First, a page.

My initial outing with the car on the track was fun. I even had a videographer along for the ride, and he got plenty of footage of me as I wrestled with the Nova's steering wheel. As far as the car's road-hugging ability, there was not much of any, until Air Ride's on-site mechanics changed over to an entire air suspension.

While the large contingent of enthusiasts who turned out for Air Ride's Street Challenge were sitting enjoying the catered lunch, a crew of technicians meticulously installed an Air Bar bolt-in, four-link rear suspension and replaced the stock front over-the-A-arm coil springs with air bags and adjustable shocks. While the Air Ride crew was experienced at doing this install, the effort that was required to get all the components in place was well within the range of the average do-it-yourselfer with basic tools. In short: you could do it in your driveway in an afternoon.

The results of the installation proved convincing to this veteran hot rodder that air ride suspensions are here to stay and that they offer the ultimate in tuneability from inside the cabin. The feeling I got while driving the little white Deuce around the track after the Air Bar install was of a different car altogether. Well, the horsepower stayed the same, but the effort to maintain a faster speed around the corners was much less than with leaf springs out back and coils up front.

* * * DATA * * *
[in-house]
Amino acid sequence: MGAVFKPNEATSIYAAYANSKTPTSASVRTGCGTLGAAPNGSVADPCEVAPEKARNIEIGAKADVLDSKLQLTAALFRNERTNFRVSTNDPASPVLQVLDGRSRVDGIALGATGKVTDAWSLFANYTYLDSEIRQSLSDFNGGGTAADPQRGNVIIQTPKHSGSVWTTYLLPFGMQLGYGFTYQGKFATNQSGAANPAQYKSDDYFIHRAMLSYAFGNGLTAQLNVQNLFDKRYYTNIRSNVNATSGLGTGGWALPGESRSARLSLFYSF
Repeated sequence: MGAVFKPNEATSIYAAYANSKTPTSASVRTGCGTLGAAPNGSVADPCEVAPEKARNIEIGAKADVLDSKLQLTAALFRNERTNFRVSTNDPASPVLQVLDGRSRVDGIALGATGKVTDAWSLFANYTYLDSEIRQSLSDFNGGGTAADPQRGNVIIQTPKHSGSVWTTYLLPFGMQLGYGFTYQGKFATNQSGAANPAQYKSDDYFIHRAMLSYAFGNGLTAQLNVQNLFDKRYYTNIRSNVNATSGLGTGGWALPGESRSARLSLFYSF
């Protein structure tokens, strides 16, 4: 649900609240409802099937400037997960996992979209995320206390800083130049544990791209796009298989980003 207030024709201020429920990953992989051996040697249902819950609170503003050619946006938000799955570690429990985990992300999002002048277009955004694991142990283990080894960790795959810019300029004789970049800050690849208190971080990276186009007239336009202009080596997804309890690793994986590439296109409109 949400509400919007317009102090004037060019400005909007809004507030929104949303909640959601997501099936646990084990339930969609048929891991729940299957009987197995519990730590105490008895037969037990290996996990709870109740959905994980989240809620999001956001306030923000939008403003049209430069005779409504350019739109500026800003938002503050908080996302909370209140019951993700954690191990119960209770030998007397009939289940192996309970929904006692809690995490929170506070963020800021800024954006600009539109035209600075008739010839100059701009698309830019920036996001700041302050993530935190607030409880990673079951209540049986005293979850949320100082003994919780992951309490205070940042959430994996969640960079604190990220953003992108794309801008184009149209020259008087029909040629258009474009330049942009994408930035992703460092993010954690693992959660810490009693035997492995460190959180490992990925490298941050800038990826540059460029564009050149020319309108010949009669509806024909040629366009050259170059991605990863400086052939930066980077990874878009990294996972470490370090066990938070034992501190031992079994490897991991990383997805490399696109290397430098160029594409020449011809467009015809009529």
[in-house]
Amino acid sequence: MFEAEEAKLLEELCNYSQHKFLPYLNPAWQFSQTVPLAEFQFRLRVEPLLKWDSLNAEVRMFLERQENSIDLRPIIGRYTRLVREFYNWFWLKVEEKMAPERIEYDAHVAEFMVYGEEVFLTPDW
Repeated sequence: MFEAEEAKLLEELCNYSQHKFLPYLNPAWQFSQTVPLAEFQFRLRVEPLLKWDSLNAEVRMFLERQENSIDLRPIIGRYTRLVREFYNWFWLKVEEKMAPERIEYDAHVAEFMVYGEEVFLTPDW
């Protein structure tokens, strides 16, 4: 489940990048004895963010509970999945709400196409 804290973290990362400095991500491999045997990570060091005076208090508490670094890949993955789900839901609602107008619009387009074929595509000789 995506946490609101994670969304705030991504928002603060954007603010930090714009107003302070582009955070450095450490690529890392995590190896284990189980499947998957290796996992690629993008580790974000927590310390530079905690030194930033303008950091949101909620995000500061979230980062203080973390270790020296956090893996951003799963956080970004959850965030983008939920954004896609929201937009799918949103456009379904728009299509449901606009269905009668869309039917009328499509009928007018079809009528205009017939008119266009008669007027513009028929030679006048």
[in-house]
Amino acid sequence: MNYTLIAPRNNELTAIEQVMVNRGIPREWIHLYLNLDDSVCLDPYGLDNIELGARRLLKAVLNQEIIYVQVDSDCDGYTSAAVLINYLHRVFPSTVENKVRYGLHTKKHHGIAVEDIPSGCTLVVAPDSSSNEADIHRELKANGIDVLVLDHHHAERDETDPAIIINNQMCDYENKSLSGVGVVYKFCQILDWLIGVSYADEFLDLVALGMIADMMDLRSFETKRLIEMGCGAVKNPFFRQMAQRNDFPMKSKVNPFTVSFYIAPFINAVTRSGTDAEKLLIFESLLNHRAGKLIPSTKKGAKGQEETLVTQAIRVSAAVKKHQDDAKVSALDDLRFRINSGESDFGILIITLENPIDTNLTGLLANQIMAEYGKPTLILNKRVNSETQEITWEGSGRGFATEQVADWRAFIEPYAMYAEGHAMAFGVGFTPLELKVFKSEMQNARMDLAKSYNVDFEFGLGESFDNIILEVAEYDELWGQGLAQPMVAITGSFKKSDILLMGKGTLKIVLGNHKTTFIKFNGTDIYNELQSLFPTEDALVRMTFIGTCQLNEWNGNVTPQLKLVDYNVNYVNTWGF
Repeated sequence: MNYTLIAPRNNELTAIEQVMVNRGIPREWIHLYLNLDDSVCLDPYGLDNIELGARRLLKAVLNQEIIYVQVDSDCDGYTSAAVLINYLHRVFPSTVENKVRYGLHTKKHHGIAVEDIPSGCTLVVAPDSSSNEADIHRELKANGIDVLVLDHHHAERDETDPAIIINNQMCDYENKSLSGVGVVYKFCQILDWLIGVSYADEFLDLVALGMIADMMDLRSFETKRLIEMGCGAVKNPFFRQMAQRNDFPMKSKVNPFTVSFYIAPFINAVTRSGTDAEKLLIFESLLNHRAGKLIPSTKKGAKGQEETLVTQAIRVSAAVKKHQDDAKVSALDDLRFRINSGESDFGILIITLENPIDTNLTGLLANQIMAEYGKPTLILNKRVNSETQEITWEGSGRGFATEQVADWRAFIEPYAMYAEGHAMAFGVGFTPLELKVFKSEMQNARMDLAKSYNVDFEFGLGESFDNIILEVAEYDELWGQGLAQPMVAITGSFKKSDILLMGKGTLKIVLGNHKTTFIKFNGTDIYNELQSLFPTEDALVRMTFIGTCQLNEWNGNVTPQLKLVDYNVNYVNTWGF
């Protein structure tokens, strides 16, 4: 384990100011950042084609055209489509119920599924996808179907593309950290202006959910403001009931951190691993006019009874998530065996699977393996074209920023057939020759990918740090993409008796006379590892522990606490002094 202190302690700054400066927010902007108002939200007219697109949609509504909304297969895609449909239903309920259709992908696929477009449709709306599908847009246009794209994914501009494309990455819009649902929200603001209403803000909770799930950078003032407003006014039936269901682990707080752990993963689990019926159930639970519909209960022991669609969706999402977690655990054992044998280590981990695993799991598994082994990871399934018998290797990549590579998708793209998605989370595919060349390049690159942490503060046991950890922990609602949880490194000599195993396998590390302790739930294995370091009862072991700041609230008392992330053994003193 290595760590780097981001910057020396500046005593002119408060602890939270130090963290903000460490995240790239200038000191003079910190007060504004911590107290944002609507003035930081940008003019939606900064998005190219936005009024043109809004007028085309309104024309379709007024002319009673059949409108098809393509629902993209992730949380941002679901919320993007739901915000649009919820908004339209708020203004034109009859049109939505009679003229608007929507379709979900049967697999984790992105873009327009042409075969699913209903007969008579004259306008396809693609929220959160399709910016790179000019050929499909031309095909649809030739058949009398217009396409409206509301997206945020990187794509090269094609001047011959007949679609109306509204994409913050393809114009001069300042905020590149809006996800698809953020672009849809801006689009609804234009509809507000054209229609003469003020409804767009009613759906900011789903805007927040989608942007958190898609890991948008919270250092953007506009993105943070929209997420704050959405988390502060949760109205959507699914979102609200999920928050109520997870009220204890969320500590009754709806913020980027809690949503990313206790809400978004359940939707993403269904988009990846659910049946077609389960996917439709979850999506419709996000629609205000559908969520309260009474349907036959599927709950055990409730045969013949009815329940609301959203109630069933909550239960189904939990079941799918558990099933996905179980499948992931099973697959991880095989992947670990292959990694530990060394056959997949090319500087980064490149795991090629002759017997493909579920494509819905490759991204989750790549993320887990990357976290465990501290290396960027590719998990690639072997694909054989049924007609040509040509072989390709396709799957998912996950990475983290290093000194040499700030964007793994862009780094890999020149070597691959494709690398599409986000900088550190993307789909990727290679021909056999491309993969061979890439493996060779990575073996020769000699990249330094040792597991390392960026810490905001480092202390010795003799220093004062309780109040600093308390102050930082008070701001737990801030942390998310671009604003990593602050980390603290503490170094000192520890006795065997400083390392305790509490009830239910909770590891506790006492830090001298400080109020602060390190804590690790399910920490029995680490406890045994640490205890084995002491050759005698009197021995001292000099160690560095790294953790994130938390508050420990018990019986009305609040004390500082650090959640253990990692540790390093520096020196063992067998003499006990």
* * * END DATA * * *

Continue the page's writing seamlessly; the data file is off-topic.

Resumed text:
Even in the slalom, the Nova's nimbleness was impressive. If there had been an additional 100 ponies, the car would have been a blast going around the cones.

As it was, the Air Ride crew didn't stop with the Nova, as a First-Gen Camaro also got its underpinnings upgraded. The result with that car, which featured a manual trans behind a potent Mouse motor, was staggering. According to world-renowned road racer Boris Said, who was one of the celebrity pro drivers on hand, "[the Air Bar-equipped Camaro] could probably run 7 seconds quicker around the track than it did with the stock suspension."

Lending credence to that was a trip I took with Boris in the slalom, which netted us the Camaro's best time of the event-almost 4 mph faster around the cones than with the stock components.

To sum it up, all I can say is that it sure was a lot of fun riding on air!


Here were two of the stars of the 2005 Air Ride Technologies Street Challenge. Though there were many cool rides on hand, the little Nova and First-Gen Camaro went through a metamorphosis, as we got to drive them with stock suspension and then after they had their underpinnings swapped with Air Ride's Air Bar system.